North Korea conducted a strategic cruise missile launch on Thursday, according to Korean Central News Agency (KCNA).
“The four strategic cruise missiles precisely hit the preset target on the East Sea of Korea after traveling the 2,000km-long elliptical and eight-shaped flight orbits for 10,208s to 10,224s,” KCNA, North Korea’s main state-run media, said.
The North launched the missiles from the North Hamgyong Province and “reconfirmed the reliability of the weapons system,” KCNA added.
Thursday’s missile test came five days after the North launched its Hwasong-15 intercontinental ballistic missile (ICBM).
“The drill clearly demonstrated once again the war posture of the DPRK nuclear combat force bolstering up in every way its deadly nuclear counterattack capability against the hostile forces,” KCNA said. (DPRK is an acronym of the North’s official name: Democratic People’s Republic of Korea.)
South Korea’s Joint Chiefs of Staff, however, disputed at least part of KCNA’s account. “There is a difference between what South Korea-U.S. reconnaissance surveillance assets identified and what North Korea announced,” the JCS said in a statement, without specifying where the discrepancies were.
Unofficial statements to media outlets have questioned whether the launches took place at all. South Korean broadcaster MBC, citing an anonymous military source, reported that Seoul had not detected any missile launches or preparations for launches.
Analysts have previously warned against taking North Korea’s official descriptions of missile launches and performances at face value, since announcements in state-run media necessarily serve a propaganda purpose for Pyongyang.
Considering the timing of the North’s strategic cruise missile launch, it seems to be carried out as a corresponding measure against the South Korea-U.S. Deterrence Strategy Committee Table-Top Exercise (DSC TTX) that was held at the Pentagon on Wednesday. Although the DSC TTX was conducted in a computer simulation, North Korea reacted promptly as the exercise was mainly focused on the possible scenario of the North using nuclear weapons.
Prior to the exercise, a spokesperson from North Korea’s Foreign Ministry had threatened “unprecedentedly persistent and strong counteractions” to future South Korea-U.S. military drills.
Also, the United States and its allies held an emergency meeting at the United Nations Security Council on Monday to discuss the continuous nuclear and missile threats of North Korea. In response, Pyongyang again belittled the U.S. and the U.N. for attempting to violate its right to self-defense.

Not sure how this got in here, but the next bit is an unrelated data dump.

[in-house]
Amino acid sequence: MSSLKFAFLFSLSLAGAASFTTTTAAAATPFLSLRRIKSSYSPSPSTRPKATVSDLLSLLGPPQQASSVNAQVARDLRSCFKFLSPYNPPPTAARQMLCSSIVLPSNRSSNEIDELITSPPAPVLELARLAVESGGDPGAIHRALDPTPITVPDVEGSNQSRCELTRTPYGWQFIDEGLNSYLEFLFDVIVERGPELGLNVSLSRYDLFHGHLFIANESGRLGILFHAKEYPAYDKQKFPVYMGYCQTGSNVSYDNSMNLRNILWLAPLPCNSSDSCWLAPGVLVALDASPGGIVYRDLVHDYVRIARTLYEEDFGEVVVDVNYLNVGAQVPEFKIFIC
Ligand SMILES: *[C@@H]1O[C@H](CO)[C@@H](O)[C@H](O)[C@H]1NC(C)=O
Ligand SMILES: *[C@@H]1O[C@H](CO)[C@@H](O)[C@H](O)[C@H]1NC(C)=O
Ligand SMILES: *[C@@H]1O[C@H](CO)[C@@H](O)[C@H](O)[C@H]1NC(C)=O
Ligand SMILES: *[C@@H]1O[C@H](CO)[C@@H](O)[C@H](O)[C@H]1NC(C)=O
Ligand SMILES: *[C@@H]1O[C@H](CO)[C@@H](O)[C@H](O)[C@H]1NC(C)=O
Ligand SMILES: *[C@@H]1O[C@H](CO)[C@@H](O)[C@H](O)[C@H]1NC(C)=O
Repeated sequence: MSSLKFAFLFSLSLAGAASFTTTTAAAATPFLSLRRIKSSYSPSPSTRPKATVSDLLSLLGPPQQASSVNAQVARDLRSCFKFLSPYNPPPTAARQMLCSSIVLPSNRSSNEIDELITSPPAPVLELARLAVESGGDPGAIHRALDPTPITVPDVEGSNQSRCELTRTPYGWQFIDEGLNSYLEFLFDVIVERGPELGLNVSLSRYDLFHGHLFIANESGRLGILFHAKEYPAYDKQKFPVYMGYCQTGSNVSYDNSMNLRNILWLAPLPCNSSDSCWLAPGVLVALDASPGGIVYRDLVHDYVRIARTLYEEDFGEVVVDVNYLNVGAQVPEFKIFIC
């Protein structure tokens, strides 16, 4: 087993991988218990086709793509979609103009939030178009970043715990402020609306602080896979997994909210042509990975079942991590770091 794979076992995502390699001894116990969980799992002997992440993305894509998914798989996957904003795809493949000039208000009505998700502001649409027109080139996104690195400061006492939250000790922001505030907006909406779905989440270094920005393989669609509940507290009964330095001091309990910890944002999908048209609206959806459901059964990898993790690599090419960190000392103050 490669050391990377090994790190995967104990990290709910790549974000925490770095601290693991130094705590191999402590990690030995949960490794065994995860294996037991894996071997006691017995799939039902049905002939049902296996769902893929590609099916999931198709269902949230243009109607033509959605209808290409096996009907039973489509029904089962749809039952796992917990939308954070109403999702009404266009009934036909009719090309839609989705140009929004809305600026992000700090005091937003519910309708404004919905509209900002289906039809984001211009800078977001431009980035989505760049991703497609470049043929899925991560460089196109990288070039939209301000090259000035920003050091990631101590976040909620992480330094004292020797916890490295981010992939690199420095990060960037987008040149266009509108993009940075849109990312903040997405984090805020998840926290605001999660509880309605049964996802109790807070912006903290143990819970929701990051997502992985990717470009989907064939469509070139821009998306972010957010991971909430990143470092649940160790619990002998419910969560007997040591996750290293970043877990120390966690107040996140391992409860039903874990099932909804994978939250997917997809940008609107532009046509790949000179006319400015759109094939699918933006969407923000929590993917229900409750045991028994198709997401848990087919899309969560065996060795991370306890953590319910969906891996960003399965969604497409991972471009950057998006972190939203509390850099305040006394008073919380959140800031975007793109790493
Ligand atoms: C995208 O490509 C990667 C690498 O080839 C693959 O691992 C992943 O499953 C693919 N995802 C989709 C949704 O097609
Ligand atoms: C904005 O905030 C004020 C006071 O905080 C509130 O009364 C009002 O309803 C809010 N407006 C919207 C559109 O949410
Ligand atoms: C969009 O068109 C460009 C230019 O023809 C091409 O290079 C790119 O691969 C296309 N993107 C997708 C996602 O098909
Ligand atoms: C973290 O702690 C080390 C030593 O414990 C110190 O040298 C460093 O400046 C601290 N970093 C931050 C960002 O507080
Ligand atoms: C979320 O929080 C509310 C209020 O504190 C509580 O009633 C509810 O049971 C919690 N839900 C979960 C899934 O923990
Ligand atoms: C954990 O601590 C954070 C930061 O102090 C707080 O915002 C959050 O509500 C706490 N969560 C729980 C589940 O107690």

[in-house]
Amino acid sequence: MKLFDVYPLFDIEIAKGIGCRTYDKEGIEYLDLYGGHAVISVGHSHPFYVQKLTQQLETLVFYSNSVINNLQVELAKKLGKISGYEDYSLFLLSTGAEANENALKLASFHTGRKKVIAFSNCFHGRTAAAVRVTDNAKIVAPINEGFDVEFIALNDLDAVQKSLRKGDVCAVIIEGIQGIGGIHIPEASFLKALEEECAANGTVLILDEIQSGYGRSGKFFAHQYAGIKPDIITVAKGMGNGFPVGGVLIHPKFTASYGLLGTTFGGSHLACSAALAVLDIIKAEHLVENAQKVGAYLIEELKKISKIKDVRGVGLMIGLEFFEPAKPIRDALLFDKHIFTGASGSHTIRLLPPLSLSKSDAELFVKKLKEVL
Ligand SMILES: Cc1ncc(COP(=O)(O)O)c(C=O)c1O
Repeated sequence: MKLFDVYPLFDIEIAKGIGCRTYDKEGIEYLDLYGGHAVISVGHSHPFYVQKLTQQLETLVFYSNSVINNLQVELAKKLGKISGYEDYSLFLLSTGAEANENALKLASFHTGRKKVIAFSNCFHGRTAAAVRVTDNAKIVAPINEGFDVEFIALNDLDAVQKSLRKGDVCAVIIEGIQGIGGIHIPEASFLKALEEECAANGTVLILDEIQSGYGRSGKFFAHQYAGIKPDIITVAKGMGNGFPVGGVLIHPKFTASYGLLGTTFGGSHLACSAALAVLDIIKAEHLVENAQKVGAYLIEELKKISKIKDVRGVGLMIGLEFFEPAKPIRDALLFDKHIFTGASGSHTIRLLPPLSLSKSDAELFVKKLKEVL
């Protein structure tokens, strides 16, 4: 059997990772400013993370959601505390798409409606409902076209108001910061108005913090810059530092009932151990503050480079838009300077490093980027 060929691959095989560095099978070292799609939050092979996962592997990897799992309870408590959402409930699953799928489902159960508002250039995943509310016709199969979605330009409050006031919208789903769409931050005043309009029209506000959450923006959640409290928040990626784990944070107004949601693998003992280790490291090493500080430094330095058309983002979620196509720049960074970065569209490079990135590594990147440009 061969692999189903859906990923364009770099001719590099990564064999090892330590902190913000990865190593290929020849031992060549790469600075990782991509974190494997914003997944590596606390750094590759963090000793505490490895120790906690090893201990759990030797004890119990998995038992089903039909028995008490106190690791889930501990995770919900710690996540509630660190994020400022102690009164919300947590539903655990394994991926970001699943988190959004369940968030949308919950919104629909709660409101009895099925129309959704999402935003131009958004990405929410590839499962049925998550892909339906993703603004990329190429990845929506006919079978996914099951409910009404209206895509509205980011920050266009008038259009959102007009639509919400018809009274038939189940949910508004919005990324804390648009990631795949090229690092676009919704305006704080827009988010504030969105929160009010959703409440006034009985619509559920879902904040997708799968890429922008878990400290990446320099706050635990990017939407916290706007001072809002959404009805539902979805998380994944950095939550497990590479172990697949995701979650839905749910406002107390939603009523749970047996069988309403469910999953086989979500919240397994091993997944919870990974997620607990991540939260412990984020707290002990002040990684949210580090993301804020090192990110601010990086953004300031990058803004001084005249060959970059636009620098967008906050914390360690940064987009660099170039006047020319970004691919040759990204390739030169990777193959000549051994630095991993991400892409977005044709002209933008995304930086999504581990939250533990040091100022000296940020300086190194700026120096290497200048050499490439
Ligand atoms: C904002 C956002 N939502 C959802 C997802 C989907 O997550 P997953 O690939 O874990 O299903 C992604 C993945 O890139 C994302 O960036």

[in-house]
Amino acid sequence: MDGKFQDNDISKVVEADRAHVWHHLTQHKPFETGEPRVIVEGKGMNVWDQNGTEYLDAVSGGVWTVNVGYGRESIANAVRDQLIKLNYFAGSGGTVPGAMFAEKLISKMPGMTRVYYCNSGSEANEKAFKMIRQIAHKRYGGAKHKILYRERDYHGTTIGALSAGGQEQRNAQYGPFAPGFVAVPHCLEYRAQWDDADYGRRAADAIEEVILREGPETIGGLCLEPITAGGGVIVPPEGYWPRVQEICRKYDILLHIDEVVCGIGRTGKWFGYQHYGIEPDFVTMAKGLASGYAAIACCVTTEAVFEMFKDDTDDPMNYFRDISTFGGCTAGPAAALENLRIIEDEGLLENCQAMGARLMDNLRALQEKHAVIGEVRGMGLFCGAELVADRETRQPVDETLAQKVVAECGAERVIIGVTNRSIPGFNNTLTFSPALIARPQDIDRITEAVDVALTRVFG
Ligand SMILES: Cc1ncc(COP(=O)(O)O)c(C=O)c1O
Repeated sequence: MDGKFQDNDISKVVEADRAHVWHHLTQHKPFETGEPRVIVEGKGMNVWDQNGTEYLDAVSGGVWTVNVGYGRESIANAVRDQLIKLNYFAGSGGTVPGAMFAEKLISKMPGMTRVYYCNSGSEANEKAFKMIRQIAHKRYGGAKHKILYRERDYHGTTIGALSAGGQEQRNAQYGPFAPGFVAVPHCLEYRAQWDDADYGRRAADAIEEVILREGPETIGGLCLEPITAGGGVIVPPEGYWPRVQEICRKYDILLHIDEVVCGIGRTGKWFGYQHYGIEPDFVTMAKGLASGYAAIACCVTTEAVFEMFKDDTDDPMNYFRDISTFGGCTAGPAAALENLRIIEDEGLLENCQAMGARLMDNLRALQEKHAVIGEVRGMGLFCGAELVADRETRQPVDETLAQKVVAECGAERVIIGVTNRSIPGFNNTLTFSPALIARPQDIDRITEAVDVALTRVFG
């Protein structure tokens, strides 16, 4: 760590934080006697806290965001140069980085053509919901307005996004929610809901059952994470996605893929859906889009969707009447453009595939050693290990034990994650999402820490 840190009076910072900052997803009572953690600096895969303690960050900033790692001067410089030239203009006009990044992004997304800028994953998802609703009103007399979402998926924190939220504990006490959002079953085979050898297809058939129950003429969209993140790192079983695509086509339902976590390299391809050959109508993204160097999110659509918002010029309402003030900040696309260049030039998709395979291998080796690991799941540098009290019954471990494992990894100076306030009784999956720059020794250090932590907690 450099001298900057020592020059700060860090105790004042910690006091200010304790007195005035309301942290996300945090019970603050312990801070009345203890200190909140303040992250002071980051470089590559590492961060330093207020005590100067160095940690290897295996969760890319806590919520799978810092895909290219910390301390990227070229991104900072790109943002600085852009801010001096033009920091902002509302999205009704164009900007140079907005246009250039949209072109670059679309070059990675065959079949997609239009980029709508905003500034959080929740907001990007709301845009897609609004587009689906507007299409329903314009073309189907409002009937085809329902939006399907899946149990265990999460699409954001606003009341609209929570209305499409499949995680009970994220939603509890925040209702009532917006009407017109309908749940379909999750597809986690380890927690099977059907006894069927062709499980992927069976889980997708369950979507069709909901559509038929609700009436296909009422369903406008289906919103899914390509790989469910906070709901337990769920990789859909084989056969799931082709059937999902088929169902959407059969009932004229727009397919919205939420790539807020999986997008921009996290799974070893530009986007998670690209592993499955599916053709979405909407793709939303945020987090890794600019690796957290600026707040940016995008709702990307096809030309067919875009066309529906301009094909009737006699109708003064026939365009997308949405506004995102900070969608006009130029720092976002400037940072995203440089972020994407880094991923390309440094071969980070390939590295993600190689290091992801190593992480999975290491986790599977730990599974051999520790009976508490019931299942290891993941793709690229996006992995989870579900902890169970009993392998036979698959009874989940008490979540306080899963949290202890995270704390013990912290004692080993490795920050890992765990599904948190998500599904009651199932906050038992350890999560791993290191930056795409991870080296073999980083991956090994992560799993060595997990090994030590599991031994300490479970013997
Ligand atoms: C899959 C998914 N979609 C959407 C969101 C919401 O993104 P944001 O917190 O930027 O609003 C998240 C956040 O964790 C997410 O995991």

“If the UNSC has a true intention to contribute to peace and security in the Korean Peninsula, it will have to bitterly condemn the U.S. and South Korea for their moves of escalating military tension such as the frequent deployment of strategic assets and large-scale joint military drills against the DPRK,” Kwon Jong Gun, a director general of the Department of U.S. Affairs of the North’s Foreign Ministry, said.
Even though China and Russia, both permanent members of the UNSC, have vetoed the U.S.-led push to impose additional sanctions to punish the North’s missile launches, Kim conveyed Pyongyang’s dissatisfaction with the Security Council, which North Korea accuses of working for the interests of the U.S. and its allies.
“Availing ourselves of this opportunity, we remind the UNSC once again of our stand that if it puts the DPRK’s right to self-defense on the table again, being led by the U.S., the corresponding strong countermeasure will be taken.”
In the wake of Pyongyang’s unprecedented missile launches last year, the United States clearly stated in the 2022 National Defense Strategy that a nuclear attack from North Korea will be the end of the Kim regime. Seoul and Washington have demonstrated their pledges to strengthen the joint deterrence measures by extending their combined military drills this year.
However, as China and Russia are overlooking the North’s illicit missile developments, Pyongyang will keep exploiting the current security environment in the region to raise the ante for future negotiations with the United States.